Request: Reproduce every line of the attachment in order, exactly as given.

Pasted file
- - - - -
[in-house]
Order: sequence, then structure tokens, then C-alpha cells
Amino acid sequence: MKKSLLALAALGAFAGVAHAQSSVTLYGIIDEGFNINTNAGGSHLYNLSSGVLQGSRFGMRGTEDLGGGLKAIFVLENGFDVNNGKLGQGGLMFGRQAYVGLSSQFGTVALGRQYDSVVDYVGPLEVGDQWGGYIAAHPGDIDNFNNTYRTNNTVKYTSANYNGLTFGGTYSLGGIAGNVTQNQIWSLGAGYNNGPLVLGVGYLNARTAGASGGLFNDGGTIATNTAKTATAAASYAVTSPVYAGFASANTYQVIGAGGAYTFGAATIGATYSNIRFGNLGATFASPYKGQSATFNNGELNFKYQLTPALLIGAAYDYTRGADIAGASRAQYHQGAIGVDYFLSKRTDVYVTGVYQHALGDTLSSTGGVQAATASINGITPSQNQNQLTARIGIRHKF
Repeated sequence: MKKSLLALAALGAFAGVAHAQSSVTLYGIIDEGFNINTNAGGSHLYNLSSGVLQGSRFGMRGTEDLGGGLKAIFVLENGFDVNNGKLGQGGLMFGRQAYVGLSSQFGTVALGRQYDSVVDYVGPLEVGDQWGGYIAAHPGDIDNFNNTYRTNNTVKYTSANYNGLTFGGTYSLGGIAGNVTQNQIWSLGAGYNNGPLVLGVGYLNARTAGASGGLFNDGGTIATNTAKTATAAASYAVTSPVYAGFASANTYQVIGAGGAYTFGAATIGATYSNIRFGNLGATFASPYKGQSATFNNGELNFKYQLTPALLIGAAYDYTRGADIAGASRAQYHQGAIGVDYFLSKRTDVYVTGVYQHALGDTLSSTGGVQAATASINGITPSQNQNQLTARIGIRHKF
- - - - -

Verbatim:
[in-house]
Order: sequence, then structure tokens, then C-alpha cells
Amino acid sequence: MKKSLLALAALGAFAGVAHAQSSVTLYGIIDEGFNINTNAGGSHLYNLSSGVLQGSRFGMRGTEDLGGGLKAIFVLENGFDVNNGKLGQGGLMFGRQAYVGLSSQFGTVALGRQYDSVVDYVGPLEVGDQWGGYIAAHPGDIDNFNNTYRTNNTVKYTSANYNGLTFGGTYSLGGIAGNVTQNQIWSLGAGYNNGPLVLGVGYLNARTAGASGGLFNDGGTIATNTAKTATAAASYAVTSPVYAGFASANTYQVIGAGGAYTFGAATIGATYSNIRFGNLGATFASPYKGQSATFNNGELNFKYQLTPALLIGAAYDYTRGADIAGASRAQYHQGAIGVDYFLSKRTDVYVTGVYQHALGDTLSSTGGVQAATASINGITPSQNQNQLTARIGIRHKF
Repeated sequence: MKKSLLALAALGAFAGVAHAQSSVTLYGIIDEGFNINTNAGGSHLYNLSSGVLQGSRFGMRGTEDLGGGLKAIFVLENGFDVNNGKLGQGGLMFGRQAYVGLSSQFGTVALGRQYDSVVDYVGPLEVGDQWGGYIAAHPGDIDNFNNTYRTNNTVKYTSANYNGLTFGGTYSLGGIAGNVTQNQIWSLGAGYNNGPLVLGVGYLNARTAGASGGLFNDGGTIATNTAKTATAAASYAVTSPVYAGFASANTYQVIGAGGAYTFGAATIGATYSNIRFGNLGATFASPYKGQSATFNNGELNFKYQLTPALLIGAAYDYTRGADIAGASRAQYHQGAIGVDYFLSKRTDVYVTGVYQHALGDTLSSTGGVQAATASINGITPSQNQNQLTARIGIRHKF